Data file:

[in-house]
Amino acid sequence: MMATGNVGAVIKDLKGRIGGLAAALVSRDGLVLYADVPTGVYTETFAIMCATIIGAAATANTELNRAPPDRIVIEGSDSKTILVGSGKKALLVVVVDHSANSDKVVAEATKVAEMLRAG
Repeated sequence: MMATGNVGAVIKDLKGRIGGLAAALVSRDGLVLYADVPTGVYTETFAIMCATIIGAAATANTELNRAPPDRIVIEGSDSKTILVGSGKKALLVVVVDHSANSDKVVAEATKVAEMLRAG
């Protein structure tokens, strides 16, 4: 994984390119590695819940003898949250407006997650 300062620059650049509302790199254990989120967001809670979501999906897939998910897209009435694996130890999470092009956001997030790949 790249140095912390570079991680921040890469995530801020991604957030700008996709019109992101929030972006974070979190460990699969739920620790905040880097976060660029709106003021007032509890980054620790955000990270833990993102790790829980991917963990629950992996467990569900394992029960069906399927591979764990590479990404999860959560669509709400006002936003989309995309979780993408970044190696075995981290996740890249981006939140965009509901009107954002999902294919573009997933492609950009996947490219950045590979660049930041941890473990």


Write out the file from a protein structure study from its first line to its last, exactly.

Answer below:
[in-house]
Amino acid sequence: MMATGNVGAVIKDLKGRIGGLAAALVSRDGLVLYADVPTGVYTETFAIMCATIIGAAATANTELNRAPPDRIVIEGSDSKTILVGSGKKALLVVVVDHSANSDKVVAEATKVAEMLRAG
Repeated sequence: MMATGNVGAVIKDLKGRIGGLAAALVSRDGLVLYADVPTGVYTETFAIMCATIIGAAATANTELNRAPPDRIVIEGSDSKTILVGSGKKALLVVVVDHSANSDKVVAEATKVAEMLRAG
């Protein structure tokens, strides 16, 4: 994984390119590695819940003898949250407006997650 300062620059650049509302790199254990989120967001809670979501999906897939998910897209009435694996130890999470092009956001997030790949 790249140095912390570079991680921040890469995530801020991604957030700008996709019109992101929030972006974070979190460990699969739920620790905040880097976060660029709106003021007032509890980054620790955000990270833990993102790790829980991917963990629950992996467990569900394992029960069906399927591979764990590479990404999860959560669509709400006002936003989309995309979780993408970044190696075995981290996740890249981006939140965009509901009107954002999902294919573009997933492609950009996947490219950045590979660049930041941890473990």